Tuesday 4 May 2021

The challenges of being hypermobile - HSD/EDS Awareness Month

Being hypermobile is a lot more than 'just being bendy' as a lot of people think is what Hypermobility Spectrum Disorder and hypermobile Ehlers-Danlos Syndrome is about.

HSD and hEDS are hereditary conditions connective tissue disorders. I've been diagnosed with both conditions and according to my care team, in my case, there is very very little difference and in any case people with both hEDS and HSD can experience the same symptoms, problems and complications. I personally just refer to it as 'my hypermobility disorder' plus his saves a mouthful words most people don't understand!

Connective tissue, or collagen, is like the 'glue' of the body. It keep joints in place and organs together. When the connective tissue is faulty as in the case of those who has HSD/hEDS people's joints are help in place as they should and organs become too stretchy causing secondary complications with the affected organs. For me my joints regularly sublux (partially dislocate) as well as fully dislocate which is acutely extremely painful, but it's something that I've had to learn to live with; I have joints that are more affected than others such as my right shoulder (as this is the main part of my pony where I experience non-epileptic myoclonic seizures so my arm jerks a lot.), my right knee, left hip and my wrists and thumb and finger joints. The more my joints dislocate the looser the joints becomes making it more easily to sublet and dislocate. As well as joint problems the main organs that are affected for me is my gastrointestinal organs, bladder and my heart.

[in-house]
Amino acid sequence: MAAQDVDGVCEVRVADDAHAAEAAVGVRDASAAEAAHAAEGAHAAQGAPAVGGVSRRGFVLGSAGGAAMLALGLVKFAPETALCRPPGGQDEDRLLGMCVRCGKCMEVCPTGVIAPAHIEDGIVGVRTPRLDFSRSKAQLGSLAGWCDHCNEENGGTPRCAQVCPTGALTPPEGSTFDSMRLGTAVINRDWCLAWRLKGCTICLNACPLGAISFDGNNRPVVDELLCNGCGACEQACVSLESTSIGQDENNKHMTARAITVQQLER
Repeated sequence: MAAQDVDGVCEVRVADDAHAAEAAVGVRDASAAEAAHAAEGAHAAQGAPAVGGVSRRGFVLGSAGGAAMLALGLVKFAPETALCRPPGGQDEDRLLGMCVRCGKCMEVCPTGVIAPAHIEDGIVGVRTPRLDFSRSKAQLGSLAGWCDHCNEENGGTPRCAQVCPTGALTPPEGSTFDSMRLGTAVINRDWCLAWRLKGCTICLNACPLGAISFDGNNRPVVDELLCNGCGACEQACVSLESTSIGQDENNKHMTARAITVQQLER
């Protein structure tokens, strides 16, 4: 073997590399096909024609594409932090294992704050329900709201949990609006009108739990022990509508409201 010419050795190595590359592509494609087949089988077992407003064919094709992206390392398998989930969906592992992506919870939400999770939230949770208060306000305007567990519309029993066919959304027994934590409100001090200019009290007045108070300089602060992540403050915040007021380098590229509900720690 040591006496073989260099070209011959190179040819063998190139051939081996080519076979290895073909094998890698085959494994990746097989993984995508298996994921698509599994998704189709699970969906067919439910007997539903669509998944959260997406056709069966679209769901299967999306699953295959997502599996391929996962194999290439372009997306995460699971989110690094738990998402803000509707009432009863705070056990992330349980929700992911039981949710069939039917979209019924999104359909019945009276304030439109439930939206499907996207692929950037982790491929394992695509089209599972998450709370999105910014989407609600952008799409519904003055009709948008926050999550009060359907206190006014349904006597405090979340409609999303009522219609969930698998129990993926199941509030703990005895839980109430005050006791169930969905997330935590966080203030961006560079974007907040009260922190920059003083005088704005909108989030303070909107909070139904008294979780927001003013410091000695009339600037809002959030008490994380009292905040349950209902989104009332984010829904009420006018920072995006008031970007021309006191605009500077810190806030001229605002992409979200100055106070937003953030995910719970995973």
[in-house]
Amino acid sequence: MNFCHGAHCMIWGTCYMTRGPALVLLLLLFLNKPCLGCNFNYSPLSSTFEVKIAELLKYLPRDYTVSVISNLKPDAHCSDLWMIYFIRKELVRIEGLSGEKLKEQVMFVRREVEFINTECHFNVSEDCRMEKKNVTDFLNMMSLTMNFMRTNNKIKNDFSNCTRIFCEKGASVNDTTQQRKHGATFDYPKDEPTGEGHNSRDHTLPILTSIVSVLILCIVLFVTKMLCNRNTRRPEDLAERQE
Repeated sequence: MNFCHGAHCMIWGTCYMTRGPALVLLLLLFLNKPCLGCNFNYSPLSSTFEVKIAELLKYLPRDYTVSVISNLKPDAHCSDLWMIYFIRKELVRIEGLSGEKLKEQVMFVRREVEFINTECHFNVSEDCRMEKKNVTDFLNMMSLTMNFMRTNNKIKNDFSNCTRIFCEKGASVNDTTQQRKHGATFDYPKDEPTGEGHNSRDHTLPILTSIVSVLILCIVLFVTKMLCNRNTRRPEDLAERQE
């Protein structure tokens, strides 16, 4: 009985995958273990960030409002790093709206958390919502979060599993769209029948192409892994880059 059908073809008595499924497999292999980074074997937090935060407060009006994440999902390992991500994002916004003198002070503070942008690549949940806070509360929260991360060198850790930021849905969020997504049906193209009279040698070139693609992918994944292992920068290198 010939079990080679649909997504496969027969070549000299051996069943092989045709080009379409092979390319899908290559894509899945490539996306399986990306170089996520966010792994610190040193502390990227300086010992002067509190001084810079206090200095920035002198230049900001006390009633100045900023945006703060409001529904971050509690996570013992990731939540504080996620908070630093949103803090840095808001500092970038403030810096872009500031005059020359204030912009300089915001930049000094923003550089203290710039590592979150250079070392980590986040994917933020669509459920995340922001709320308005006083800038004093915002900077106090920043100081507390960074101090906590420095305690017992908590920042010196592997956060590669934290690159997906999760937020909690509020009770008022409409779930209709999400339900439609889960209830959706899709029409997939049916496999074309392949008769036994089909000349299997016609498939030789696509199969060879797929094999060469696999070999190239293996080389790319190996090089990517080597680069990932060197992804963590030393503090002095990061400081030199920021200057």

Along side the acute pain my joints and surrounding tendons, ligaments and soft tissue I experience joint pain on a near constant basis to varying degrees. 

Two pages of a small book being held open. On the the left page it reads "... you say 'you're falling apart' and you mean it literally." On the right page of an illustration of a stickman with their arm fallen off and is on the floor.
   © Stickman Communications   

Aside from this is the day-to-day challenges. Just simple things like using a pen or typing, using cutlery or chopping food pose problems. I've found ways around this like taking regular writing and typing breaks and eating foods that don't required to be copped. I also use adaptations like adaptive scissors, pens and electric can openers and I'll cut packets open instead of prising them apart.

Wearing splints when needed also help and my physiotherapist is going to take to me about taking my joints to help give them more stability..

Every day is a challenge but as with most disabilities you learn to adapt and live with the challenges that your disability brings.